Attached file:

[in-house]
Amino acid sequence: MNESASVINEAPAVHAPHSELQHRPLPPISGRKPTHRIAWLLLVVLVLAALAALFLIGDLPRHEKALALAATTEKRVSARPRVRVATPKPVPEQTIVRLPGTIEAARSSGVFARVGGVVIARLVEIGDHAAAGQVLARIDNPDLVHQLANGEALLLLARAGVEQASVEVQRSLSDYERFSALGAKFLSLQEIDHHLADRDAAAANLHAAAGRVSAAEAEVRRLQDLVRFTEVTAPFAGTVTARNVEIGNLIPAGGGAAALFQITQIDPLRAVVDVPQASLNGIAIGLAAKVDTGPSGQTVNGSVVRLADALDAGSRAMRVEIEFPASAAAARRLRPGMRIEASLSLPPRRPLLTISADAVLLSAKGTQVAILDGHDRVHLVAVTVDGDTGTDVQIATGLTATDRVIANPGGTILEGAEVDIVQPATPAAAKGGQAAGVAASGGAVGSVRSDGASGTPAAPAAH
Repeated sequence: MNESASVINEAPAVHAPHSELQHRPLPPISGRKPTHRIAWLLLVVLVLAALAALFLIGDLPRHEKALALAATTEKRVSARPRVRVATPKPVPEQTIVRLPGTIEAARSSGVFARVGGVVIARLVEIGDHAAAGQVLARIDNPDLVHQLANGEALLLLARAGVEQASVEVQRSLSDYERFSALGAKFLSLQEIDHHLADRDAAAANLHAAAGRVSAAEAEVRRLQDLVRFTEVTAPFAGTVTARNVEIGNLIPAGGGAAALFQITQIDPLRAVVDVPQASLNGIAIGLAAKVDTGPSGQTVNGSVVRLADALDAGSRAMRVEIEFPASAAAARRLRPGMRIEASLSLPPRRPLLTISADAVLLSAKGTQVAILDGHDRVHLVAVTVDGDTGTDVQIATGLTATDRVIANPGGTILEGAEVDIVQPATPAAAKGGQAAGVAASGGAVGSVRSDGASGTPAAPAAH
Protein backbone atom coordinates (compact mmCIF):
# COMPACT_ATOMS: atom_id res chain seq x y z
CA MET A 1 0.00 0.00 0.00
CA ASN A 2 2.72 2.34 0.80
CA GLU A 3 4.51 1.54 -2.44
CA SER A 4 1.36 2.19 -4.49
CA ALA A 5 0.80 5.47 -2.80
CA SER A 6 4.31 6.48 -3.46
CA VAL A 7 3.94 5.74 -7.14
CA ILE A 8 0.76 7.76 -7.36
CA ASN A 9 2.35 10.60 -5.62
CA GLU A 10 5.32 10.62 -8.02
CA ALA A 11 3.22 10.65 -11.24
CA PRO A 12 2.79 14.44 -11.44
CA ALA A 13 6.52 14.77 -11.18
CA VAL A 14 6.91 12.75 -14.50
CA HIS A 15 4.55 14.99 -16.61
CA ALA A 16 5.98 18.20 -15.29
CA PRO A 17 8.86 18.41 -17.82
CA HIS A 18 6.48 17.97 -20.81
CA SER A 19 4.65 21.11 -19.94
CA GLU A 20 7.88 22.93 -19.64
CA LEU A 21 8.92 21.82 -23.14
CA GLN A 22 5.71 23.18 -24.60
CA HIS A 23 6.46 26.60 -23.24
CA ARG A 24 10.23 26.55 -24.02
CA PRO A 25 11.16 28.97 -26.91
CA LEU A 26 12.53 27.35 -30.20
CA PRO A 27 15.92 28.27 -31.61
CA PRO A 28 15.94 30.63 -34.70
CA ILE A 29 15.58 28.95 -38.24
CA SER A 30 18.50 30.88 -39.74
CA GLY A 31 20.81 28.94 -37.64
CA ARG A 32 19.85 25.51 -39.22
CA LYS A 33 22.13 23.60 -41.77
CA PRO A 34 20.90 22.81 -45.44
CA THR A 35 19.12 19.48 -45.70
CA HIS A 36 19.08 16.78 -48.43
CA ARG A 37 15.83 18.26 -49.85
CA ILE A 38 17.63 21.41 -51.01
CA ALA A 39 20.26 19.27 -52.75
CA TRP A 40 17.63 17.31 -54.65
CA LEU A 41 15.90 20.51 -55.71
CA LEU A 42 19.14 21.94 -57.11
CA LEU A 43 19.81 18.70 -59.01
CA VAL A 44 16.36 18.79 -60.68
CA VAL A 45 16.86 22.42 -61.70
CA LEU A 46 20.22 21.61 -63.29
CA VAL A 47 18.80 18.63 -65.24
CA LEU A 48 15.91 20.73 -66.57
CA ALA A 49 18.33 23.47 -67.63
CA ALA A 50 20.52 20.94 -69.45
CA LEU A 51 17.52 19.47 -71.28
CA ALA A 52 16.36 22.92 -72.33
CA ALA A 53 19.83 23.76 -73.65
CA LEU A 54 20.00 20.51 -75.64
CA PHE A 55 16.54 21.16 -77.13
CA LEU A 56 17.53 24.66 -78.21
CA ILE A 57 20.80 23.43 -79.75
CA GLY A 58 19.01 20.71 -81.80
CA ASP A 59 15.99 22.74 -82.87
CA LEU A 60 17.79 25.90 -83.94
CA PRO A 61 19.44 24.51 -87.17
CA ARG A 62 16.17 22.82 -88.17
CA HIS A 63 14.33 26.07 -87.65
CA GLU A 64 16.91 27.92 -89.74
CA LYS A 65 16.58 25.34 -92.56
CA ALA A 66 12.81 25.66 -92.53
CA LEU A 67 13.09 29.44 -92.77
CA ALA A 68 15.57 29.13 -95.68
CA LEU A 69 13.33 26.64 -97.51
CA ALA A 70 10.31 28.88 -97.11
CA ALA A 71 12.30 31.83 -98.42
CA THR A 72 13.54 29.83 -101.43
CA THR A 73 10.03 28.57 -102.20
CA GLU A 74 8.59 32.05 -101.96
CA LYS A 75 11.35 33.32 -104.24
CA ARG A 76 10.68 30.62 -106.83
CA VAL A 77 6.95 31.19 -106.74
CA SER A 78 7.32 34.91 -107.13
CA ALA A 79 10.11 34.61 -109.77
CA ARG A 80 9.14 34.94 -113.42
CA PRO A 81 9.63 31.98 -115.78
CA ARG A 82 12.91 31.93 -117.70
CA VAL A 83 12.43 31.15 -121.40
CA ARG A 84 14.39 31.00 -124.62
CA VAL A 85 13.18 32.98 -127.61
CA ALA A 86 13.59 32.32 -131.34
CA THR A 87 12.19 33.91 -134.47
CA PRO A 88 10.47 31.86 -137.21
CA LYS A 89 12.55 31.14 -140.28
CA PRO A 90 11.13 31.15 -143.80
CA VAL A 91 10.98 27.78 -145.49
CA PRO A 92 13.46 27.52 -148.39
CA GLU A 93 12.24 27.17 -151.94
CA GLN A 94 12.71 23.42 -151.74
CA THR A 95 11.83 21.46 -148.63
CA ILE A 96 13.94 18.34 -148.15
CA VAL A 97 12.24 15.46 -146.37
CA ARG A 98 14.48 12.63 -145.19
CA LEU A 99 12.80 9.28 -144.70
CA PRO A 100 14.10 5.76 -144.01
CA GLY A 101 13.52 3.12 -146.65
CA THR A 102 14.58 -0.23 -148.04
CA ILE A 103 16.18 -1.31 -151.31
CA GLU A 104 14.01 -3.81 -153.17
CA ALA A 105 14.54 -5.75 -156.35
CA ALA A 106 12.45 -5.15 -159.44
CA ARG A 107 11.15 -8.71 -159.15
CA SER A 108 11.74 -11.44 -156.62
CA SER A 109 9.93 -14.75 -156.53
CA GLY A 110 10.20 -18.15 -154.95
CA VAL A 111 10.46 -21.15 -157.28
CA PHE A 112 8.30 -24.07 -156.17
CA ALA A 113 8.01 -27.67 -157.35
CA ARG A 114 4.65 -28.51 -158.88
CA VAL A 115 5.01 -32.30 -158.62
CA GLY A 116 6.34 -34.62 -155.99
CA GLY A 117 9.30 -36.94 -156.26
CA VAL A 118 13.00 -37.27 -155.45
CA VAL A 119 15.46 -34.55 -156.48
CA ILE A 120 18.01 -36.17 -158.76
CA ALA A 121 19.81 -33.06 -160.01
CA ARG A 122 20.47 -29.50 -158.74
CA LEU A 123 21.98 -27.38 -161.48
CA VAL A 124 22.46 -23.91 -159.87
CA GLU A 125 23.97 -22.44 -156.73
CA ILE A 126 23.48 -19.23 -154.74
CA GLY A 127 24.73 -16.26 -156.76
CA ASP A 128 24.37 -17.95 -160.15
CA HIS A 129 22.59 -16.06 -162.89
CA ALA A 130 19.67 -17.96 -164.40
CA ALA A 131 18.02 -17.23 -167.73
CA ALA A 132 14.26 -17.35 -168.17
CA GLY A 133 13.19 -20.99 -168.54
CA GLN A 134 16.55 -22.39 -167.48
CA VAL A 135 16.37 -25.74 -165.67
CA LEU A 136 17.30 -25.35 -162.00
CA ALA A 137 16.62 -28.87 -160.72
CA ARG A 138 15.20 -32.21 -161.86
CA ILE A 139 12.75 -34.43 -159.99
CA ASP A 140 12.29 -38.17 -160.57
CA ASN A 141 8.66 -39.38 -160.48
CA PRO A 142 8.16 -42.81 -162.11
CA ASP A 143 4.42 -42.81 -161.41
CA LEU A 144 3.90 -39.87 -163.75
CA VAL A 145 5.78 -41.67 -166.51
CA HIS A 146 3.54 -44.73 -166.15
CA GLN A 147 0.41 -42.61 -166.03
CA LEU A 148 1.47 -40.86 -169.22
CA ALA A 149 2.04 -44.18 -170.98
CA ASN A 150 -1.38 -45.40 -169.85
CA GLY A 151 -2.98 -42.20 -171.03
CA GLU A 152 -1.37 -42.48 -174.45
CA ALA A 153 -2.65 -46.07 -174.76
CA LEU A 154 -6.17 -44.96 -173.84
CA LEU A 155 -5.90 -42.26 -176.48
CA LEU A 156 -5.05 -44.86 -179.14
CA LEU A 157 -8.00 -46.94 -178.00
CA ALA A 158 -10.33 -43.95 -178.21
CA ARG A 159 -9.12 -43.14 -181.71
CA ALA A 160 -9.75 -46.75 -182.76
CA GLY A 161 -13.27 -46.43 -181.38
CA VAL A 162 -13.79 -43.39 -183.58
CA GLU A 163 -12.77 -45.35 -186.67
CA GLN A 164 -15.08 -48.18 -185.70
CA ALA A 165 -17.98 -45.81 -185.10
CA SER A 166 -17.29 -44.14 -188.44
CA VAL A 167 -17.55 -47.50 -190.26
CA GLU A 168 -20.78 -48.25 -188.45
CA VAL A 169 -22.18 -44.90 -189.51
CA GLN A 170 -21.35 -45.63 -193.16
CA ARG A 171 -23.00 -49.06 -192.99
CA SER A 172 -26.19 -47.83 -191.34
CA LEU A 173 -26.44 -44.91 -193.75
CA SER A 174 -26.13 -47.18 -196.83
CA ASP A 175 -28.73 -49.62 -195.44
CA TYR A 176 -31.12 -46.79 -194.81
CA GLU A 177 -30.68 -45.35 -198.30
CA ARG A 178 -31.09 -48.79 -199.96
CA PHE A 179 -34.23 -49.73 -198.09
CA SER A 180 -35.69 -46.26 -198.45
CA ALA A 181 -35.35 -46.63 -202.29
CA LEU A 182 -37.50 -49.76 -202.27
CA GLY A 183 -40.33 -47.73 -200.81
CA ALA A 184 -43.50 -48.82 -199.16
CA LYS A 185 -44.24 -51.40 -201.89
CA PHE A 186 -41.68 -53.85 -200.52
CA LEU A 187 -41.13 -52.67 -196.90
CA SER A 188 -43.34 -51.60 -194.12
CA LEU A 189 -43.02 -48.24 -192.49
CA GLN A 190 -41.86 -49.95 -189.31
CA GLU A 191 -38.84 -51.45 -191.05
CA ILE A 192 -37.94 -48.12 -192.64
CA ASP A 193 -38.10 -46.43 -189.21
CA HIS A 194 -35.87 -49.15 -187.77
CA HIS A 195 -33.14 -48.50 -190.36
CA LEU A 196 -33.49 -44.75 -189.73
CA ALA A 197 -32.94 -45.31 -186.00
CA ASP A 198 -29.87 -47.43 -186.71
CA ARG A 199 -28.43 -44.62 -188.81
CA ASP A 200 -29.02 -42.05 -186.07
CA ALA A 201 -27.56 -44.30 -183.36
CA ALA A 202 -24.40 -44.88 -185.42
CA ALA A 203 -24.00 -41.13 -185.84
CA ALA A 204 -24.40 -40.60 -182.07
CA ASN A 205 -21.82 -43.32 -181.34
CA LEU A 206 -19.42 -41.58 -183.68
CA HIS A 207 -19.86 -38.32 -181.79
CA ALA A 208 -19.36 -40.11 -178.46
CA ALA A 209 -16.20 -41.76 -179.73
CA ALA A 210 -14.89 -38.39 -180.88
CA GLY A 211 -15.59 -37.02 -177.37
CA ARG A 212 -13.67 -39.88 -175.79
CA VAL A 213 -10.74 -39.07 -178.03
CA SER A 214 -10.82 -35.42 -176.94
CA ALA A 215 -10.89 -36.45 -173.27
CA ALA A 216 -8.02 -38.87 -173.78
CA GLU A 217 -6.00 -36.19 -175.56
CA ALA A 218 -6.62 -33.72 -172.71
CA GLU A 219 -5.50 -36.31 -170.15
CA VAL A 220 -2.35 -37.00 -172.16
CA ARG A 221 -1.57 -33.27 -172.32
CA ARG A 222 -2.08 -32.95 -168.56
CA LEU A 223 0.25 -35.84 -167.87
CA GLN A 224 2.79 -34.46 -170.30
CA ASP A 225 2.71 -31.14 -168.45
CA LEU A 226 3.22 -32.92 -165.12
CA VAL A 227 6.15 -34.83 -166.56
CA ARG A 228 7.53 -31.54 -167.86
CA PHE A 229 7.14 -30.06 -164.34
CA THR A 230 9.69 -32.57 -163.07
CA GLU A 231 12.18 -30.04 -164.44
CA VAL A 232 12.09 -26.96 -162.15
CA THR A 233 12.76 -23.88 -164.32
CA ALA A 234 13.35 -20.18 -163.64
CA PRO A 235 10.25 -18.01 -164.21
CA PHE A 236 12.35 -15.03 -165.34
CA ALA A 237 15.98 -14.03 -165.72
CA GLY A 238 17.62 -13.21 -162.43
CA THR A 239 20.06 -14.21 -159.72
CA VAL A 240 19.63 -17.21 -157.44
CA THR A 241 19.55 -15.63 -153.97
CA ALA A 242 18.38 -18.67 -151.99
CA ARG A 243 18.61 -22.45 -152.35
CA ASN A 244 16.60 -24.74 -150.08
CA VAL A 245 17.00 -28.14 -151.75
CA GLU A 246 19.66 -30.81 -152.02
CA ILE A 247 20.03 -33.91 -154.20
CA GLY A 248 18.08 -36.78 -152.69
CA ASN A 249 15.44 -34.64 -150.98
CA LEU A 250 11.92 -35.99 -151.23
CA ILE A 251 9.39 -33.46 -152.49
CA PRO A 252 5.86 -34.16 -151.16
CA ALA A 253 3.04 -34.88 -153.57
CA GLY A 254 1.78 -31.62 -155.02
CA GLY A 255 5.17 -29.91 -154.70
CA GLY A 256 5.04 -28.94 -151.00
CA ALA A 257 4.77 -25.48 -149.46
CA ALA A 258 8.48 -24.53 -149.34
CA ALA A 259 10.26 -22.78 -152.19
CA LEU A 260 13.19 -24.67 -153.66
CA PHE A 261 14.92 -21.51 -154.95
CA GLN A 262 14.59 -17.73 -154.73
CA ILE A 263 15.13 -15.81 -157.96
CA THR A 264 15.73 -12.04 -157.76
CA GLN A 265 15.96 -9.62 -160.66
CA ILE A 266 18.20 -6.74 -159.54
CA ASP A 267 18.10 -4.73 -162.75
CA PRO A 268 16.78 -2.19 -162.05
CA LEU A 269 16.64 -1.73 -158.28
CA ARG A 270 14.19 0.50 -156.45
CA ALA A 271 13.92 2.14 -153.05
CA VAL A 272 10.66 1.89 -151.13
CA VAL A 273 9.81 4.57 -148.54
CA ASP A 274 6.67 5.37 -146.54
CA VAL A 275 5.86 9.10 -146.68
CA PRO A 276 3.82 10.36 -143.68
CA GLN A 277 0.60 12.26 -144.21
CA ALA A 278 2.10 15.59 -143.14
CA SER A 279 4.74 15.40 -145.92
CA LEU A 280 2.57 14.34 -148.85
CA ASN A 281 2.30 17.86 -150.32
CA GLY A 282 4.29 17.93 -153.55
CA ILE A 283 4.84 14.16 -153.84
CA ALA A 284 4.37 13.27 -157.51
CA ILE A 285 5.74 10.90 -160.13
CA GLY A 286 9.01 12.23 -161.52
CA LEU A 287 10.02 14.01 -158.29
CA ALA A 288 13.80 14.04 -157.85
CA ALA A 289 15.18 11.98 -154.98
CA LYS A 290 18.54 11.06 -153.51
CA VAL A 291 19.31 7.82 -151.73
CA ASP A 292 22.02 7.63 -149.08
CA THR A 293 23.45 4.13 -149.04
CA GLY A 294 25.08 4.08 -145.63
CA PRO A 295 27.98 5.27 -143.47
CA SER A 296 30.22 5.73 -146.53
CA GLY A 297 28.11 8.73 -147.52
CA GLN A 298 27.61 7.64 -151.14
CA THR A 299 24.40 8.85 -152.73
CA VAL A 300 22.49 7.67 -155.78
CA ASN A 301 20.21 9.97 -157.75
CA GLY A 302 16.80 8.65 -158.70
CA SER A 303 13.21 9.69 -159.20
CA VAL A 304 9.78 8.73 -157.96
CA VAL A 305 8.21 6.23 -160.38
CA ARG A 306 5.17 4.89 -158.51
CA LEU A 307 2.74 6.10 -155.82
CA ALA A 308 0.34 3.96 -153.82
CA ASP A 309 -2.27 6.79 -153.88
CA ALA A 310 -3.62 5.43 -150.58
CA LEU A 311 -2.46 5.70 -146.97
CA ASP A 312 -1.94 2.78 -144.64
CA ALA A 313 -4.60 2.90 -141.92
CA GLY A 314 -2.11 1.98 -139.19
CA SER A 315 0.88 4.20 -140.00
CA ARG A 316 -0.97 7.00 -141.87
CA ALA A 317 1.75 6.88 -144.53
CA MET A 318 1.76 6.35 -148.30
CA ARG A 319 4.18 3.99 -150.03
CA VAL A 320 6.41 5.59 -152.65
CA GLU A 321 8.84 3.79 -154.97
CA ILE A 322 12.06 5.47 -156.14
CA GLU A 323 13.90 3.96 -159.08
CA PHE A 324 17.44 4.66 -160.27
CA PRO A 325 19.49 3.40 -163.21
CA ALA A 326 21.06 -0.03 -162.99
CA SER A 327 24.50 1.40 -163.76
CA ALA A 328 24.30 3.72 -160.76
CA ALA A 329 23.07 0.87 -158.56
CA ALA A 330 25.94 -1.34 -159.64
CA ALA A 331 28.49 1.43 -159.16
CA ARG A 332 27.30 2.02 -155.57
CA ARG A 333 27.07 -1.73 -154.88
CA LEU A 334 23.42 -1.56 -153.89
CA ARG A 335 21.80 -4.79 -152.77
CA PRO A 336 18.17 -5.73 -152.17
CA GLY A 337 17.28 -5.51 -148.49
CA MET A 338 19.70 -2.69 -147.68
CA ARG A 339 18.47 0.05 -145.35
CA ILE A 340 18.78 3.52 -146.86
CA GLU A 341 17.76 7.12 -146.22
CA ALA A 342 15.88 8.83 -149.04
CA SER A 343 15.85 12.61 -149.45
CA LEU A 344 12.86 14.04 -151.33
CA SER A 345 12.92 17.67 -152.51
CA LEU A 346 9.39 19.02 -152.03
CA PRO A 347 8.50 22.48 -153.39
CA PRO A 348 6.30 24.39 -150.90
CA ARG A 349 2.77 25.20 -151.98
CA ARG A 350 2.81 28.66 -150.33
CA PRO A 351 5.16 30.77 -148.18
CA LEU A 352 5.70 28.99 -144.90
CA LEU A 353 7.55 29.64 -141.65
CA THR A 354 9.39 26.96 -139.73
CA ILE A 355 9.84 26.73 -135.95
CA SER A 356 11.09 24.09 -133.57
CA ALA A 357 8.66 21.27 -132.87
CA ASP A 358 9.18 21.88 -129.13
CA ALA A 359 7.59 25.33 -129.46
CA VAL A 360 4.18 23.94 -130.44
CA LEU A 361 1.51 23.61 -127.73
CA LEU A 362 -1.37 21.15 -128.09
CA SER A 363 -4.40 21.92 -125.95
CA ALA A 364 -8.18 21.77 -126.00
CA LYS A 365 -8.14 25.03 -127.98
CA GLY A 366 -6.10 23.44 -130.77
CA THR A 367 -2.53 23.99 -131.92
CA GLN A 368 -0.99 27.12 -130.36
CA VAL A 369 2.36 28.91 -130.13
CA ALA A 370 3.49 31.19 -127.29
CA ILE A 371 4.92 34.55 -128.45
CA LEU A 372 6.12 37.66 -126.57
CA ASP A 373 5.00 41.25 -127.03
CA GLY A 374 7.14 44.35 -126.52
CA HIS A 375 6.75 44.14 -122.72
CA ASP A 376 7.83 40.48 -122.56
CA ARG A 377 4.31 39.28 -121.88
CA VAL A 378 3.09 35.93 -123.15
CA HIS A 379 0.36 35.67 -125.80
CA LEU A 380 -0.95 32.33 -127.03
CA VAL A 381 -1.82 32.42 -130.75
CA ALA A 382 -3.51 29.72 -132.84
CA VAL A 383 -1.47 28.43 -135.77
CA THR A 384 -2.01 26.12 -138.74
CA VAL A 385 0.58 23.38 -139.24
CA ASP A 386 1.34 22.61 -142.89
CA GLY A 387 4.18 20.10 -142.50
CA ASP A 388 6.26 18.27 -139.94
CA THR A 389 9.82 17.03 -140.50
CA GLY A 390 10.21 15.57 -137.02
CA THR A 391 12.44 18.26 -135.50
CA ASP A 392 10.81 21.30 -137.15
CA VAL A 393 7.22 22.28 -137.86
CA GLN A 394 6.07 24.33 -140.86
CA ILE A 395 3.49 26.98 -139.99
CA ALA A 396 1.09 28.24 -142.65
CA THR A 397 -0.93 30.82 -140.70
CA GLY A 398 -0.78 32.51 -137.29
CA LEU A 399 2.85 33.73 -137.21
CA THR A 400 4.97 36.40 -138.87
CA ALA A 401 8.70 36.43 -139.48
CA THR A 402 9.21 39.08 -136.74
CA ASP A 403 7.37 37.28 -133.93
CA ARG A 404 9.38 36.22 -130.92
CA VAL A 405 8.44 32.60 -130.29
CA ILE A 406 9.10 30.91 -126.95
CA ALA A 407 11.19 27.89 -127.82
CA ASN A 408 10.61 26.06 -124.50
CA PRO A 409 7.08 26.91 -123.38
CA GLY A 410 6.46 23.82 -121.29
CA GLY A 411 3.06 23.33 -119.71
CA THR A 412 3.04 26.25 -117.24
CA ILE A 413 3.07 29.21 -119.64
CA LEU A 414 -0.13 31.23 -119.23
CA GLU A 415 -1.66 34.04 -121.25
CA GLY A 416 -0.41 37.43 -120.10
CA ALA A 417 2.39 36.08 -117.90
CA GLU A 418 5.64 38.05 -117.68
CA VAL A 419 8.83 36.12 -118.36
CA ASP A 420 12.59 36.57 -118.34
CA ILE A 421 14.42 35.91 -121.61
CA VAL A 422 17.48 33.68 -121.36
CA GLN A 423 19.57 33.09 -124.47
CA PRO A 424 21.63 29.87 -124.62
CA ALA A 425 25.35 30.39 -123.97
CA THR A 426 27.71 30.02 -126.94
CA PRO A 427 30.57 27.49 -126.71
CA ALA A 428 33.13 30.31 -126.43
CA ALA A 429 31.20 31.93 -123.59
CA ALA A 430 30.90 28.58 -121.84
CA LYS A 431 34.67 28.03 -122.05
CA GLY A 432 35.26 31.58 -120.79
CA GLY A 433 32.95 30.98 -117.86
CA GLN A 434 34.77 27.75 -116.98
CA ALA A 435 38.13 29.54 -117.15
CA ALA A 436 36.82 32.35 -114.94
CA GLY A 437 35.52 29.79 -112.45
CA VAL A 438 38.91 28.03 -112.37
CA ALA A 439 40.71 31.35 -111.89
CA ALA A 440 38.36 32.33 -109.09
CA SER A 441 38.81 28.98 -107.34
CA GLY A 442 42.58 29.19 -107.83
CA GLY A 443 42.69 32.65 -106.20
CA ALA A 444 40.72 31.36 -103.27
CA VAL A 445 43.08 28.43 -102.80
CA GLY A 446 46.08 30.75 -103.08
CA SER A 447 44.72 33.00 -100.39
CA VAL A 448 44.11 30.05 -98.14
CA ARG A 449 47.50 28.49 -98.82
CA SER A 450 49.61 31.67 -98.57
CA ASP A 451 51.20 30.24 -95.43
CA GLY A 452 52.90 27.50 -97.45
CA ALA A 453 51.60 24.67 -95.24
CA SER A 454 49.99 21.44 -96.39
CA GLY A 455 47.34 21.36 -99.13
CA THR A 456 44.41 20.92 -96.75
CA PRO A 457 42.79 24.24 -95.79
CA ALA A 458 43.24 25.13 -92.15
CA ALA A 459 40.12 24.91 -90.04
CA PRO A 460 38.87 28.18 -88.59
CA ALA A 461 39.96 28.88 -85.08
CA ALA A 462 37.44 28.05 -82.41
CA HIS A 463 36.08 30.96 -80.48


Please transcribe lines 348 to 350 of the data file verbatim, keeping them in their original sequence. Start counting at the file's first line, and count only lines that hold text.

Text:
CA SER A 343 15.85 12.61 -149.45
CA LEU A 344 12.86 14.04 -151.33
CA SER A 345 12.92 17.67 -152.51